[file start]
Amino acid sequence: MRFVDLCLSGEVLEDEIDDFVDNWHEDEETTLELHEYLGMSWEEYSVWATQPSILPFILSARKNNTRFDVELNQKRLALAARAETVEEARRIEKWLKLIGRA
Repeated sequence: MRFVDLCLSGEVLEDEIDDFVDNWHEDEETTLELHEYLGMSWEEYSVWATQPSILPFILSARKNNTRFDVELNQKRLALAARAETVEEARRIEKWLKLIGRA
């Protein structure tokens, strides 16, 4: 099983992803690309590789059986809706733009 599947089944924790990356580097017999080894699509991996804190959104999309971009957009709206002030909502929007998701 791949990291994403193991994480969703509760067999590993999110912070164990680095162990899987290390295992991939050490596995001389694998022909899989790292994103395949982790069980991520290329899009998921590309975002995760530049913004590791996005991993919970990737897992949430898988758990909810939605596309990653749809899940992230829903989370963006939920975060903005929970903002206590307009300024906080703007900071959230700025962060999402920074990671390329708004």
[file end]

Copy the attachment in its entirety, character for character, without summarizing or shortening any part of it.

Amino acid sequence: MRFVDLCLSGEVLEDEIDDFVDNWHEDEETTLELHEYLGMSWEEYSVWATQPSILPFILSARKNNTRFDVELNQKRLALAARAETVEEARRIEKWLKLIGRA
Repeated sequence: MRFVDLCLSGEVLEDEIDDFVDNWHEDEETTLELHEYLGMSWEEYSVWATQPSILPFILSARKNNTRFDVELNQKRLALAARAETVEEARRIEKWLKLIGRA
């Protein structure tokens, strides 16, 4: 099983992803690309590789059986809706733009 599947089944924790990356580097017999080894699509991996804190959104999309971009957009709206002030909502929007998701 791949990291994403193991994480969703509760067999590993999110912070164990680095162990899987290390295992991939050490596995001389694998022909899989790292994103395949982790069980991520290329899009998921590309975002995760530049913004590791996005991993919970990737897992949430898988758990909810939605596309990653749809899940992230829903989370963006939920975060903005929970903002206590307009300024906080703007900071959230700025962060999402920074990671390329708004």